NEW ZEALAND DIGITISATION SURVEY
We ran surveys in 2013 and 2014 to help us better understand the state of digitisation activity in NZ. Our next survey will be run in 2018. Anonymised results are available from:
National Digital Forum. 2017. NDF Digitisation Survey Results (2013, 2014, 2016) https://doi.org/10.6084/m9.figshare.4747411.v1
Full results are available by request to firstname.lastname@example.org.
Summary of 2016 results
The third digitisation survey was completed with 131 responses (in comparison with 63 and 93 in 2014 and 2013). Highlights from the survey:
- 98% of organisations are digitising to extend access and 83% are doing so for preservation purposes showing a mix of reasons with a lot of overlap
- Photos are the most common type of object being digitised, although all types of content are represented fairly well (> 20%)
- At risk items such as VHS, CD’s and Cassette Tapes are well represented in their respective content types
- Most organisations planned to make the material available on their own websites and a large number are using Facebook
- Once again funding is a huge issue with almost 1/2of the respondents having no funding and a further 31% having less than $10,000/year
- Time and funding once again were key challenges for organisations. Expertise and equipment were also mentioned.
- For those where the selection criteria had changed there was more emphasis refining the selection criteria and refining systems
- Collaboration is happening across the board with museums and libraries (local and national), vendors, and other community groups
Summary of 2014 results
The second digitisation survey was completed with 63 responses (in comparison with 93 in 2013). Results indicated that 58 planned on digitising and making the results available outside the organisation, with 5 not doing so (roughly similar to 2013). Highlights from the survey:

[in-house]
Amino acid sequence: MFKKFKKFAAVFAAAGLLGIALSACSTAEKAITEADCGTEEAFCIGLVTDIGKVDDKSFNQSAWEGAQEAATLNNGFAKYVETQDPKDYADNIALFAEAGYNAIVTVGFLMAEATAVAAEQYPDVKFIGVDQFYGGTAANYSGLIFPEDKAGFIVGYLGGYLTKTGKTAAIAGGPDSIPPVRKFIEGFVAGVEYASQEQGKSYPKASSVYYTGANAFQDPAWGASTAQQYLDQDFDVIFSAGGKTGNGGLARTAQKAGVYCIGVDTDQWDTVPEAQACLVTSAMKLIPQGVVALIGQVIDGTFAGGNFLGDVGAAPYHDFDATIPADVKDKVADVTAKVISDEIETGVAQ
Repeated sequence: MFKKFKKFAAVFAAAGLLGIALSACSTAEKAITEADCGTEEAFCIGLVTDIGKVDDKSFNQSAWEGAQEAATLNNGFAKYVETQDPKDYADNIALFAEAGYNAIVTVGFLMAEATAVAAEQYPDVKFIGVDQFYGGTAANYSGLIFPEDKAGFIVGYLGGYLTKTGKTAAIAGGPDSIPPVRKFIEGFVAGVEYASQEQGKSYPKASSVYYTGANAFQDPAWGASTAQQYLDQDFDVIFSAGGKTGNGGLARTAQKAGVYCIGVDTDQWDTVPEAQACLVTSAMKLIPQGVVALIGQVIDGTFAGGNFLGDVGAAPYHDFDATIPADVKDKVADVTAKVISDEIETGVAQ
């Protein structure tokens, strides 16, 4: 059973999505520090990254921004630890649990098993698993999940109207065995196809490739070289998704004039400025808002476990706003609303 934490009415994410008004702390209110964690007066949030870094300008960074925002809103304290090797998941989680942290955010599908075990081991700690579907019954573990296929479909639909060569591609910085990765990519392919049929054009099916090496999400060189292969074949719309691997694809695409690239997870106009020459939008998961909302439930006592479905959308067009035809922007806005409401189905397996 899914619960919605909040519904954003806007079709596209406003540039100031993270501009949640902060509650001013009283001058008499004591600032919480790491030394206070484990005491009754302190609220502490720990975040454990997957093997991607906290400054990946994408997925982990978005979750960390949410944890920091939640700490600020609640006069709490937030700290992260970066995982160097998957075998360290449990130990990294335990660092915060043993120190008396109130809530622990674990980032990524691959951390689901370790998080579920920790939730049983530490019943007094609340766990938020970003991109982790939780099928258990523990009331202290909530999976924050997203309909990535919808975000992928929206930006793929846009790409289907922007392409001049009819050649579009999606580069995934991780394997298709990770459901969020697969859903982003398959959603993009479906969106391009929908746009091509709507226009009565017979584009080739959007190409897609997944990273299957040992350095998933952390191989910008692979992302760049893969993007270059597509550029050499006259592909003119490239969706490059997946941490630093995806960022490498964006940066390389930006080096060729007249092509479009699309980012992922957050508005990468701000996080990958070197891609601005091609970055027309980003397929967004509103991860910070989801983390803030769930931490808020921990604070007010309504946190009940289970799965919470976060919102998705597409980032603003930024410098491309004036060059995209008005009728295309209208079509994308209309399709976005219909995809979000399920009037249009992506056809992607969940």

- Photos are the most common type of object being digitised, followed by manuscripts, newspapers, and artefacts.
- Most organisations planned to make the material available on their own websites, though some are using third party sites such as Facebook and DigitalNZ.
- 46% (29) were working with no dedicated funding, 17.5% (11) had $10-$50 K, 6.3% (4) had between $50-$100 K (up from 2 in 2013). Only one had more than $500K (same as 2013).
- 81% said funding was about the same as 2013, 14% (9) higher or much higher, 5% (3) lower or much lower.
- Challenges were almost identical to 2013: staffing, funding, time (only a few mentioned technology/equipment).
- Digital skill gaps generally related to limited staff time/interest/organisational support.
- Selection policies largely the same as in 2013, though some respondents indicate a shift to focusing on WW1 material during the period.
- 71% (45) were planning to collaborate with another institution, in contrast to 2013 when only 52% (48) were.
- While some collaboration was local/regional, most involved either the National Library or NZ Micrographics.
SUMMARY OF 2013 RESULTS
There was a higher response rate in 2013 but with similar findings to the 2014 highlights. Download a summary of results.